Metrology and Legislation, Contributed Lecture

Evaluating the performance of a particle counting sensor based on continuous-wave laser-induced incandescence

M. Kammerer1,3, F. Purkl1, K. Geigle2
1Robert Bosch GmbH, 2German Aerospace Center (DLR), 3University of Stuttgart

Introduction & Background:

We investigate the influencing factors for the performance of an optical particle sensor based on the principle of continuous-wave laser-induced incandescence (cw LII). The sensor’s main target is the determination of the number concentrations for soot particles with a detection limit regarding the particles’ diameter of below 100 nm. In our previous work, we presented a functional compact sensor demonstrator using the focused light of a laser diode for the heating of soot nanoparticles and a silicon photomultiplier for the detection of LII events [1]. With a comparable laboratory setup, the use of such a sensor to reliably determine the soot particle number concentration was shown [2]. For the introduction of the size-dependent count rates, a SMPS was used to measure the mean diameters of the investigated size distributions. In future, this information can be directly deduced from the registered LII signal shapes.


The choice of suitable optical components such as laser source, lenses and mirrors was supported by a systematic study of the associated laser light distribution in the focus and the filter efficiencies regarding the LII transmission and stray laser light suppression. Based on these results, functional demonstrators were built. One critical value to assess the sensor’s performance is the determination of the minimum detectable particle size. By using an indirect method that compares the created particle size distribution to the events registered with the LII sensor, an indication about this figure-of-merit can be derived. We compare the influence of different parameters like the laser power densities, particle velocities, and signal detection methods on the detection limit.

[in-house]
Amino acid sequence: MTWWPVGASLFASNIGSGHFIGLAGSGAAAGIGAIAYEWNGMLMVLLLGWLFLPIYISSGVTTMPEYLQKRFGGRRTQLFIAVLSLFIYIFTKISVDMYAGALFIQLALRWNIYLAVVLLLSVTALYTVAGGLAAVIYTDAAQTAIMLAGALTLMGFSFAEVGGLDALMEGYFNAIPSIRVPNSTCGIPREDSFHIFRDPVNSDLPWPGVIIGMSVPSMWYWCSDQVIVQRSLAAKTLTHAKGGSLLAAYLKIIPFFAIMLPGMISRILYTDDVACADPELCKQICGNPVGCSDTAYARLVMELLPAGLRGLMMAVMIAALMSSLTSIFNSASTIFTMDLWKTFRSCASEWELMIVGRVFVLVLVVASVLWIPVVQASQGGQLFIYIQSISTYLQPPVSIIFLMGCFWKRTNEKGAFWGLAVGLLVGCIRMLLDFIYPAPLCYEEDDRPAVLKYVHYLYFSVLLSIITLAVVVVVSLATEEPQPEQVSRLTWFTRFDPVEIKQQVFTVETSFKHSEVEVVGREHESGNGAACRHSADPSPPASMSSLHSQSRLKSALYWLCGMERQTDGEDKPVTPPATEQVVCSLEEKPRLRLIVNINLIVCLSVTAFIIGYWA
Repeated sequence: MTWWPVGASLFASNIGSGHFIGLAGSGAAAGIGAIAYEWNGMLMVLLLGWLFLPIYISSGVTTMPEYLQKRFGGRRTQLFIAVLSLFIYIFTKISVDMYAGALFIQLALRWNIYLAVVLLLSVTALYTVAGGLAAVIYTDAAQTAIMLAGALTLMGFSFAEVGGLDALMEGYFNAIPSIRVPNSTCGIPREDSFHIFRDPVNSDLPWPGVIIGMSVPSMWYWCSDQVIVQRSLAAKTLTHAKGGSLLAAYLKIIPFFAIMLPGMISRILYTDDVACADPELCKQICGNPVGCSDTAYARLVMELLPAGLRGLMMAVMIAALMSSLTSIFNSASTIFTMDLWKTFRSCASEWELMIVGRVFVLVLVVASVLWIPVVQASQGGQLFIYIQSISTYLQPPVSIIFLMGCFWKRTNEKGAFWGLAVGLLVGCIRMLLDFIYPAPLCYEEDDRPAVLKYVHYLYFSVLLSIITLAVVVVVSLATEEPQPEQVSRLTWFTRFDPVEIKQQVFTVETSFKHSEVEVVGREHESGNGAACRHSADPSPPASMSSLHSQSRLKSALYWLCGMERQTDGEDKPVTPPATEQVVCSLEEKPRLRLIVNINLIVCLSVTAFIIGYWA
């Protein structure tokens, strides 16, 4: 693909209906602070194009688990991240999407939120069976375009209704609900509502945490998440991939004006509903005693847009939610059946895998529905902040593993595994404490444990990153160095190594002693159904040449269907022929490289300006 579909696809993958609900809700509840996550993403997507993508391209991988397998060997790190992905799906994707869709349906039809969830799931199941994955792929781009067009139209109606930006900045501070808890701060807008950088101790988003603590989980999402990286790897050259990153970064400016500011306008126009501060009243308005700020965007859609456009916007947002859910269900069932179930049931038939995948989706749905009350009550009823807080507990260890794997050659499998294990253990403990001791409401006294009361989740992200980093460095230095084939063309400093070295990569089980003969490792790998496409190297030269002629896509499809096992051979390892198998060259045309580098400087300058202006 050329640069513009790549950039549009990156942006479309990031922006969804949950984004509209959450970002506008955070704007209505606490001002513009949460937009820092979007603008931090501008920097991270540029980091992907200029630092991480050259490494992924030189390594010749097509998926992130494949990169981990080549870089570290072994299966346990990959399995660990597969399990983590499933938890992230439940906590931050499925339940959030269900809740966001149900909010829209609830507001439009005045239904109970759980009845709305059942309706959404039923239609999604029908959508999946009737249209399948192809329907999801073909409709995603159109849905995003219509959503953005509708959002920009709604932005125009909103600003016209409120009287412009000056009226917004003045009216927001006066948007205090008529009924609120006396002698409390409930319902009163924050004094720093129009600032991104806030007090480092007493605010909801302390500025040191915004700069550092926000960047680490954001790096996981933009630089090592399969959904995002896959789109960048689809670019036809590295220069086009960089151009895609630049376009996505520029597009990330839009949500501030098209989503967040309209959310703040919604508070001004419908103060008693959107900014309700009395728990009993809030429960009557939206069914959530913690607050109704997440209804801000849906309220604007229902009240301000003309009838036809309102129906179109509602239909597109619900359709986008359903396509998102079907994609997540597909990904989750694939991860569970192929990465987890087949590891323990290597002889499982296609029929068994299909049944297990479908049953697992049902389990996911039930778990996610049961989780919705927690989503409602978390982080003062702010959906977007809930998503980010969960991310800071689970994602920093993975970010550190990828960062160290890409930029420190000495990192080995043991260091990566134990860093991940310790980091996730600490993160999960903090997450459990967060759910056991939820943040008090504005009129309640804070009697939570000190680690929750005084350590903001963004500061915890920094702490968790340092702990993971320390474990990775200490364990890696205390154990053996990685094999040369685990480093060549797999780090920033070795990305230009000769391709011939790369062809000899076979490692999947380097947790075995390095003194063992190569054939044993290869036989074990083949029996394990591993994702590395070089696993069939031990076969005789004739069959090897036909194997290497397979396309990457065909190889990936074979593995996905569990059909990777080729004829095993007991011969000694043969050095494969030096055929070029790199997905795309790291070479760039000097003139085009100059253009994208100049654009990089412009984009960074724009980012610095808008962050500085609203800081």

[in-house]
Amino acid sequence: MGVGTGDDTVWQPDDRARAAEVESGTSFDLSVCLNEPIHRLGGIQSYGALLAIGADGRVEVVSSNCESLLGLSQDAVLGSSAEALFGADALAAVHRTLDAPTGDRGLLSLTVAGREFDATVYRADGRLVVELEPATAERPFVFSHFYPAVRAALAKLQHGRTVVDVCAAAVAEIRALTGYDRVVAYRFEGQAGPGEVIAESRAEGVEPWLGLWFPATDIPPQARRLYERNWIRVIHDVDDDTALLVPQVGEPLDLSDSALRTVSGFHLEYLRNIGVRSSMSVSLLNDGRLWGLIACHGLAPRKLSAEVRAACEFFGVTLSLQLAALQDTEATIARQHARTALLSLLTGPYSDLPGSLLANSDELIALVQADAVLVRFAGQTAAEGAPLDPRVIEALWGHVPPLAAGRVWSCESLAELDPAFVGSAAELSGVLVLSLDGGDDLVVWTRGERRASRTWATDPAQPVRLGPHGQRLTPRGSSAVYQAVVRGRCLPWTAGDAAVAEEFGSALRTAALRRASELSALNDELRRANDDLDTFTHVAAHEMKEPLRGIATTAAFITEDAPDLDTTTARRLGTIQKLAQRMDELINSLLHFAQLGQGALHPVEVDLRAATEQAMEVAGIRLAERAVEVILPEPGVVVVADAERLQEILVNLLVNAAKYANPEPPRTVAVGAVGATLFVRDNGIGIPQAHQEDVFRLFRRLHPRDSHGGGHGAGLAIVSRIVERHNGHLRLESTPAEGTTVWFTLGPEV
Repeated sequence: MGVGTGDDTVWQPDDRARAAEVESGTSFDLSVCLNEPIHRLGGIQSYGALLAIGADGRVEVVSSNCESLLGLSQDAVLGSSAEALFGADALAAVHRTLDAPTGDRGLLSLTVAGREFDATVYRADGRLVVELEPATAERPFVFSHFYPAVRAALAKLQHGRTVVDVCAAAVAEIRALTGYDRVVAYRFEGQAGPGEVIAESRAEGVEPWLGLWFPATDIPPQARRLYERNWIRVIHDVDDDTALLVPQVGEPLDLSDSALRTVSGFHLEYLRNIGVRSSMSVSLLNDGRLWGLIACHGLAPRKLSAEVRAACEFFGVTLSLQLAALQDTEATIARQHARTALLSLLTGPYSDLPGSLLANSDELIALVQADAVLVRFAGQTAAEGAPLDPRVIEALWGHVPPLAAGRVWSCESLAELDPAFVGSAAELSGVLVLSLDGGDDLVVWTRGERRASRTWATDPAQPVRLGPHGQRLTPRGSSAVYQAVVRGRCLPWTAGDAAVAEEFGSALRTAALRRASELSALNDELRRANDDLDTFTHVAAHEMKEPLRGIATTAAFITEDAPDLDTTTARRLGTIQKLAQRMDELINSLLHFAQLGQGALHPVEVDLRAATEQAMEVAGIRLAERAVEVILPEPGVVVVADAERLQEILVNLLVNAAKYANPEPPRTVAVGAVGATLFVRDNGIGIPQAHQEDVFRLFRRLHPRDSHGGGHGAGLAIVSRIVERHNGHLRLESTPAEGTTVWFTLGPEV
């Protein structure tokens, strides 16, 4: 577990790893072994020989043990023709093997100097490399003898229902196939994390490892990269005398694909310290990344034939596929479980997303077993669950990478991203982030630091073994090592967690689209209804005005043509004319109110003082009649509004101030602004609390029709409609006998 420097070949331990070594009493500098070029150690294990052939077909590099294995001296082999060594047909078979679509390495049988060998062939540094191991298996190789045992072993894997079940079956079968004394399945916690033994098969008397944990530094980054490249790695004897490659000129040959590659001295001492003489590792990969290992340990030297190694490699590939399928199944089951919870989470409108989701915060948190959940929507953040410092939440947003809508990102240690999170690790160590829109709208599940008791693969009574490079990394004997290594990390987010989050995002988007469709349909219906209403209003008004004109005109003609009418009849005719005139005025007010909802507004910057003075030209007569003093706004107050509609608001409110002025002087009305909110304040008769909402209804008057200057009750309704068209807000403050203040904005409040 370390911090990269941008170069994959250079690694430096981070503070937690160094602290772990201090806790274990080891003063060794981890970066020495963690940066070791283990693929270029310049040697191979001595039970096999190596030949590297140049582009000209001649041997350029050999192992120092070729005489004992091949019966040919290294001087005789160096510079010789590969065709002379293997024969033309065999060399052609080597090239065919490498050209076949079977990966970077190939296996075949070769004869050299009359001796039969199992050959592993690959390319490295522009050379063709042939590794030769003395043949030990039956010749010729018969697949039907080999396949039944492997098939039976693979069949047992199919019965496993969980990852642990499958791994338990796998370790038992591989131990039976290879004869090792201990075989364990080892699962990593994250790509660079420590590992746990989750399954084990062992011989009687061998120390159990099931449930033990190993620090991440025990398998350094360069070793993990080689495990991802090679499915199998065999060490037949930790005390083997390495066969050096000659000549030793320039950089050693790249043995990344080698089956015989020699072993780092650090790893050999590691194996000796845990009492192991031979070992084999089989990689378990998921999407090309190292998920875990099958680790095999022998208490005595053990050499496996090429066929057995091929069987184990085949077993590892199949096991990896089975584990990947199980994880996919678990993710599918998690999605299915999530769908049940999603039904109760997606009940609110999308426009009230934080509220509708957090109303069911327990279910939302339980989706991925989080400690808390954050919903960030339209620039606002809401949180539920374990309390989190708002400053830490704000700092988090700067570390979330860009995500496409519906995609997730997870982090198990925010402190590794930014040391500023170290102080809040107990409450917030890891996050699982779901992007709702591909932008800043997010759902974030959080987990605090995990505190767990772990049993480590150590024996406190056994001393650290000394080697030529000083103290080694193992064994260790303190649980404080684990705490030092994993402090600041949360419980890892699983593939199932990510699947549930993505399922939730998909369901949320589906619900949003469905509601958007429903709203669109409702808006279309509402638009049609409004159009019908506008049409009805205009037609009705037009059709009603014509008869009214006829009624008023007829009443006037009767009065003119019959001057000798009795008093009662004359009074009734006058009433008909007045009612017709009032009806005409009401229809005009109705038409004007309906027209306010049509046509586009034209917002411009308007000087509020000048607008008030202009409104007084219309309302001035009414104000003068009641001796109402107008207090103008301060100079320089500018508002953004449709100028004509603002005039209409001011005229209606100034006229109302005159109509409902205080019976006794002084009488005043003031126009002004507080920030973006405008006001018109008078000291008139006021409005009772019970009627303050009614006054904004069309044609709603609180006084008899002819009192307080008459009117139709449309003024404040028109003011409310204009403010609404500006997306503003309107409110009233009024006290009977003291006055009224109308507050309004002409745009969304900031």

Results & Conclusions:

Through experiments with a variation of the particle distribution generated by a miniCAST soot generator, the indirect method to determine the detection limit helps to understand the cause-effect relationships influencing the sensor performance. The obtained results support further improvements of the sensor setup. The use of near-monodisperse particle distributions allows to improve the accuracy of the determination of the sensor’s detection limit. For the most promising setup, this approach led to a detection limit well below 100 nm. Measurements with various particle sources showed a broad range of derived size distributions. This includes the use of a miniCAST, a kerosene soot point lamp, and a diesel engine. The evaluation of the registered signal peaks reveals a dependency between particle size and signal shape, which opens the possibility to directly correct the monitored count rates.

[1] M. Kammerer, F. Purkl, Poster presented at the 23rd ETH-Conference on Combustion Generated Nanoparticles, Zurich, CH, 2019.
[2] M. Kammerer, F. Purkl, K. P. Geigle, Presented at the European Aerosol Conference, Aachen (online), 2020.